This evening I read Stuttering in School-Age Children: A Call for Treatment Research by Marilyn A. Nippold, PhD, and Editor. 2011
This article is short, sweet, informative and basically hands out a research idea for dysfluency on a silver platter! In a nutshell this article discusses the need for research on therapy intervention for fluency for school-age children. I cannot agree more!
Since starting in an outpatient facility I have had just a hand full of school-age fluency clients. I feel that there are so many different techniques to target fluency that it would be nice to have some solid evidence-based practice to present to parents and the students to collaboratively make a great plan of care.
The author discusses the need and the benefit research would give this area of speech-language pathology. She further discusses two common methods in targeting fluency - the Lidcombe Program and the Gradual Increase in Length and Complexity of Utterance program. These two programs are very different - the first more child-directed and the second more structured and clinician-driven. The author feels that comparing these two methods in research for school-age children would be beneficial. Of course the difficult part in this would be the carry-over in the home environment for the patient's parents with the Lidcombe Program - but hey I think that this can at times be typical in the school and outpatient setting!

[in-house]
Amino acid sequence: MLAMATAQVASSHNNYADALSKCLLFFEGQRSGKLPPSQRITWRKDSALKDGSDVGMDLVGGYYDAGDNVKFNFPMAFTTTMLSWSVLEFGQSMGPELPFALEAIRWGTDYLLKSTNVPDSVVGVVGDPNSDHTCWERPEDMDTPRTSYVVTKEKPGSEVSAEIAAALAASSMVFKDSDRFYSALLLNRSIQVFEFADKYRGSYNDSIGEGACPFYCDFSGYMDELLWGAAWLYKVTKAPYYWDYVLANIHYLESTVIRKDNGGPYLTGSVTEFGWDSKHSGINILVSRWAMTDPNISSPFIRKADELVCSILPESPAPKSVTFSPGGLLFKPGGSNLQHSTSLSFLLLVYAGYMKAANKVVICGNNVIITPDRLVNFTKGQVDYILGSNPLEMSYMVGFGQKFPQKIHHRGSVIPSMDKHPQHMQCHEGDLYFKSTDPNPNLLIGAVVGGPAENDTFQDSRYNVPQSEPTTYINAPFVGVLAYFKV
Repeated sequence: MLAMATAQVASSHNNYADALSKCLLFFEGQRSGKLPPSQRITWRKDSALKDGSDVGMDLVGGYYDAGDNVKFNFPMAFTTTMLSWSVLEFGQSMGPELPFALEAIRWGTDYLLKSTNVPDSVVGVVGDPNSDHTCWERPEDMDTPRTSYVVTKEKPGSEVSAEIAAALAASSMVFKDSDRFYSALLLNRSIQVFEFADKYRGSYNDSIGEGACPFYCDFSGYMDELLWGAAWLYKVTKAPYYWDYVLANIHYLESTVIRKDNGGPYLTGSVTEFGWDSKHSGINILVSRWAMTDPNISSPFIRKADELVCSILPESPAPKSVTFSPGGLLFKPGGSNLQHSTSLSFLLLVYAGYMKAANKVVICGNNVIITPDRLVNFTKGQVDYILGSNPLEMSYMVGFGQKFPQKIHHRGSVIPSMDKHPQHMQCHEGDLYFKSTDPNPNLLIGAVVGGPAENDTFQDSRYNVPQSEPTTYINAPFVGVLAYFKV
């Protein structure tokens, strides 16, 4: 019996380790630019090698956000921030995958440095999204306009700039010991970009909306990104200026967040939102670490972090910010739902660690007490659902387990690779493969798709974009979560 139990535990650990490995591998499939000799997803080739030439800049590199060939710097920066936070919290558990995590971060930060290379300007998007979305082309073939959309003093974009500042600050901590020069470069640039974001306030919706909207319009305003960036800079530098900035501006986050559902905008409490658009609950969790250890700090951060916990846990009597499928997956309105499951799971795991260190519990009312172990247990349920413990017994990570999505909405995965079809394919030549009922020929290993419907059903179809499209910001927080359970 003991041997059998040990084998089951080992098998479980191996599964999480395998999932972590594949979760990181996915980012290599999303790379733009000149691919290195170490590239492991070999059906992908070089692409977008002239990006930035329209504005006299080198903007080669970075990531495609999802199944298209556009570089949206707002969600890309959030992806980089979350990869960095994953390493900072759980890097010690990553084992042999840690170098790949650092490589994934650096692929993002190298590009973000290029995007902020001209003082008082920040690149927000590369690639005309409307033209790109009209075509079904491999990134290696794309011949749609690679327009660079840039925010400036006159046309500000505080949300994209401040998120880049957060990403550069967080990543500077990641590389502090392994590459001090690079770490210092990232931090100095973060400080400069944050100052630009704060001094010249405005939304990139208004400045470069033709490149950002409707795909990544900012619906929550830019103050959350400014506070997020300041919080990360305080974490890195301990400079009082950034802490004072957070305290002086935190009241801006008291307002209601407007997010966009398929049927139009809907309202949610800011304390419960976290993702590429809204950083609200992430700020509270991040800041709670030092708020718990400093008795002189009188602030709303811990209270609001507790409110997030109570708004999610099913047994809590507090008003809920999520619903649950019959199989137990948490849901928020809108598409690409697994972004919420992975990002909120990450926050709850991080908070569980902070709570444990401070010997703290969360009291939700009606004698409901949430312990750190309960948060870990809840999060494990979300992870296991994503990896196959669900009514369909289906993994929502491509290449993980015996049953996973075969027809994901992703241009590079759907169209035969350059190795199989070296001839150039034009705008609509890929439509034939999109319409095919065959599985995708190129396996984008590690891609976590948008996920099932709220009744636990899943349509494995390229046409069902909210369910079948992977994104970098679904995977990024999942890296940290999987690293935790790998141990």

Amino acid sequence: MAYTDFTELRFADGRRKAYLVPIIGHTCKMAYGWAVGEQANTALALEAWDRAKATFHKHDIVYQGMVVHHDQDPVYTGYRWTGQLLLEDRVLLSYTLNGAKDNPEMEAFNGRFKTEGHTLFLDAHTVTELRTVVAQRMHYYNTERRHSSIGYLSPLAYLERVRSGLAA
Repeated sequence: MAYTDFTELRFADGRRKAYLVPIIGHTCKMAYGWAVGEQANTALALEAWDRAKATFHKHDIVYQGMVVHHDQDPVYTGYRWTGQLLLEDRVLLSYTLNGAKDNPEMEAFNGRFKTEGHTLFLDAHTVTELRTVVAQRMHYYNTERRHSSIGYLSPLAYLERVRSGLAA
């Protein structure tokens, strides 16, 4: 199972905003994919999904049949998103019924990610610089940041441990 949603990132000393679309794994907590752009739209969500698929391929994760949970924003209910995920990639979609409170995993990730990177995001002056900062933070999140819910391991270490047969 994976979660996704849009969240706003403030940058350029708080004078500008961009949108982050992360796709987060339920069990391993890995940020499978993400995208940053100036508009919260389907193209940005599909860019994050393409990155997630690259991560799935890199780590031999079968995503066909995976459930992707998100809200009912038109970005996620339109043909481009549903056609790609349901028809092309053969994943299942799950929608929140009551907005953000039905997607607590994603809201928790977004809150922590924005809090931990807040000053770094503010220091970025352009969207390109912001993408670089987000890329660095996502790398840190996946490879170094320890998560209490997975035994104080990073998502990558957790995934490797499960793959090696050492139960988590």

I would highly recommend reading this article - especially if you have a new fluency patient and are looking for a quick review of some therapeutic interventions. Before I go I wanted to pose a question. The author stated in her article that "Ms. Blake (an SLP) detected a trend in the literature toward counseling children to accept their stuttering and to learn to cope with its negative side effects instead of working directly on the stuttered speech, as if to say that we are throwing the towel on the effort to achieve fluency in school-age children." How do you all feel about this? Do you feel by school-age treatment is less focused on decreasing dysfluencies? I feel that learning to accept yourself is apart of the process though it is only a portion of the big picture in my therapy.